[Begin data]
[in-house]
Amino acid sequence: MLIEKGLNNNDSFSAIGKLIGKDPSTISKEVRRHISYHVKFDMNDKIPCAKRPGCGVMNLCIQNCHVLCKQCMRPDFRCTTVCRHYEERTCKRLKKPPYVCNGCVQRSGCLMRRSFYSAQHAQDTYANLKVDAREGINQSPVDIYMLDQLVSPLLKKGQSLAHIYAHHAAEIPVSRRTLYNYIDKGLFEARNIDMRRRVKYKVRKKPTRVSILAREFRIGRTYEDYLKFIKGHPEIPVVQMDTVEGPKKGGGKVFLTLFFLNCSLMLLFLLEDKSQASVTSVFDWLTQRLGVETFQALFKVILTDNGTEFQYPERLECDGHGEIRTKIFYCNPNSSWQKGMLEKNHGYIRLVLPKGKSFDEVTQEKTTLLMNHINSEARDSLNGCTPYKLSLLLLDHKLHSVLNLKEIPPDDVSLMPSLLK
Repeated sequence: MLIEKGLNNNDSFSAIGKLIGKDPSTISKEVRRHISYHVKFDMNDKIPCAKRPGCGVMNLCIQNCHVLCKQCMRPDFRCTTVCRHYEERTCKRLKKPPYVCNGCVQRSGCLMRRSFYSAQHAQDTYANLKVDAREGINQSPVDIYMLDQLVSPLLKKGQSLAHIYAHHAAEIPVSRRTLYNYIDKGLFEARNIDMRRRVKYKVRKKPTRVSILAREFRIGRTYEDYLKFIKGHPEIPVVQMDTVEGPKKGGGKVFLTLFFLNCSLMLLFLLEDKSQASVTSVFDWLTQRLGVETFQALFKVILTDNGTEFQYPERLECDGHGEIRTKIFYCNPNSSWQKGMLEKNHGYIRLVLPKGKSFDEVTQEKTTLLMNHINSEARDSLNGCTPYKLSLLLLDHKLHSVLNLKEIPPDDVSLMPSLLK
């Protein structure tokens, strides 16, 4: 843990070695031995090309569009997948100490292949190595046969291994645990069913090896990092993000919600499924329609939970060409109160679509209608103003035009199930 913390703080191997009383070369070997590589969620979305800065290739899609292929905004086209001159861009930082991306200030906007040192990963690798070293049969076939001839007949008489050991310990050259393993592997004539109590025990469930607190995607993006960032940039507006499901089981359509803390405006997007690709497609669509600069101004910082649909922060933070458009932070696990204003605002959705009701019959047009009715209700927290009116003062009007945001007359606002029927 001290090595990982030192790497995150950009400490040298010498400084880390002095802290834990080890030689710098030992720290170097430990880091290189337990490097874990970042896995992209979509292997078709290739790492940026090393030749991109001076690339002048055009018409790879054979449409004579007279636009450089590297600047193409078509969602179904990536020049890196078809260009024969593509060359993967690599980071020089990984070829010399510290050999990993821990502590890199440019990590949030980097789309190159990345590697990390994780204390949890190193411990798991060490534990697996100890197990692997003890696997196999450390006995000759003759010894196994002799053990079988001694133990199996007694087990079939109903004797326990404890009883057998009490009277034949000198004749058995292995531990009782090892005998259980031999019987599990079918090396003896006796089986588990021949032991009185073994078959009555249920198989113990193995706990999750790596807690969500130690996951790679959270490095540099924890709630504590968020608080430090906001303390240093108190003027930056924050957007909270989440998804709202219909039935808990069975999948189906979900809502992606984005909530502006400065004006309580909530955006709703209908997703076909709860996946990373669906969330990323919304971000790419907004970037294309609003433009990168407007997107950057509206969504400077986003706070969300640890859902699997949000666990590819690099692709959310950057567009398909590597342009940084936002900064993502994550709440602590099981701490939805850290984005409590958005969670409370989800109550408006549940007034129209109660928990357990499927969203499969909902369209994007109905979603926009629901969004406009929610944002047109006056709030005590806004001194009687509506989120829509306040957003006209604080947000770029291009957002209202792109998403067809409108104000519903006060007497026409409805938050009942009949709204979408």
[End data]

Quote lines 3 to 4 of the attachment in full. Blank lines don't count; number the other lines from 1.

Repeated sequence: MLIEKGLNNNDSFSAIGKLIGKDPSTISKEVRRHISYHVKFDMNDKIPCAKRPGCGVMNLCIQNCHVLCKQCMRPDFRCTTVCRHYEERTCKRLKKPPYVCNGCVQRSGCLMRRSFYSAQHAQDTYANLKVDAREGINQSPVDIYMLDQLVSPLLKKGQSLAHIYAHHAAEIPVSRRTLYNYIDKGLFEARNIDMRRRVKYKVRKKPTRVSILAREFRIGRTYEDYLKFIKGHPEIPVVQMDTVEGPKKGGGKVFLTLFFLNCSLMLLFLLEDKSQASVTSVFDWLTQRLGVETFQALFKVILTDNGTEFQYPERLECDGHGEIRTKIFYCNPNSSWQKGMLEKNHGYIRLVLPKGKSFDEVTQEKTTLLMNHINSEARDSLNGCTPYKLSLLLLDHKLHSVLNLKEIPPDDVSLMPSLLK
């Protein structure tokens, strides 16, 4: 843990070695031995090309569009997948100490292949190595046969291994645990069913090896990092993000919600499924329609939970060409109160679509209608103003035009199930 913390703080191997009383070369070997590589969620979305800065290739899609292929905004086209001159861009930082991306200030906007040192990963690798070293049969076939001839007949008489050991310990050259393993592997004539109590025990469930607190995607993006960032940039507006499901089981359509803390405006997007690709497609669509600069101004910082649909922060933070458009932070696990204003605002959705009701019959047009009715209700927290009116003062009007945001007359606002029927 001290090595990982030192790497995150950009400490040298010498400084880390002095802290834990080890030689710098030992720290170097430990880091290189337990490097874990970042896995992209979509292997078709290739790492940026090393030749991109001076690339002048055009018409790879054979449409004579007279636009450089590297600047193409078509969602179904990536020049890196078809260009024969593509060359993967690599980071020089990984070829010399510290050999990993821990502590890199440019990590949030980097789309190159990345590697990390994780204390949890190193411990798991060490534990697996100890197990692997003890696997196999450390006995000759003759010894196994002799053990079988001694133990199996007694087990079939109903004797326990404890009883057998009490009277034949000198004749058995292995531990009782090892005998259980031999019987599990079918090396003896006796089986588990021949032991009185073994078959009555249920198989113990193995706990999750790596807690969500130690996951790679959270490095540099924890709630504590968020608080430090906001303390240093108190003027930056924050957007909270989440998804709202219909039935808990069975999948189906979900809502992606984005909530502006400065004006309580909530955006709703209908997703076909709860996946990373669906969330990323919304971000790419907004970037294309609003433009990168407007997107950057509206969504400077986003706070969300640890859902699997949000666990590819690099692709959310950057567009398909590597342009940084936002900064993502994550709440602590099981701490939805850290984005409590958005969670409370989800109550408006549940007034129209109660928990357990499927969203499969909902369209994007109905979603926009629901969004406009929610944002047109006056709030005590806004001194009687509506989120829509306040957003006209604080947000770029291009957002209202792109998403067809409108104000519903006060007497026409409805938050009942009949709204979408």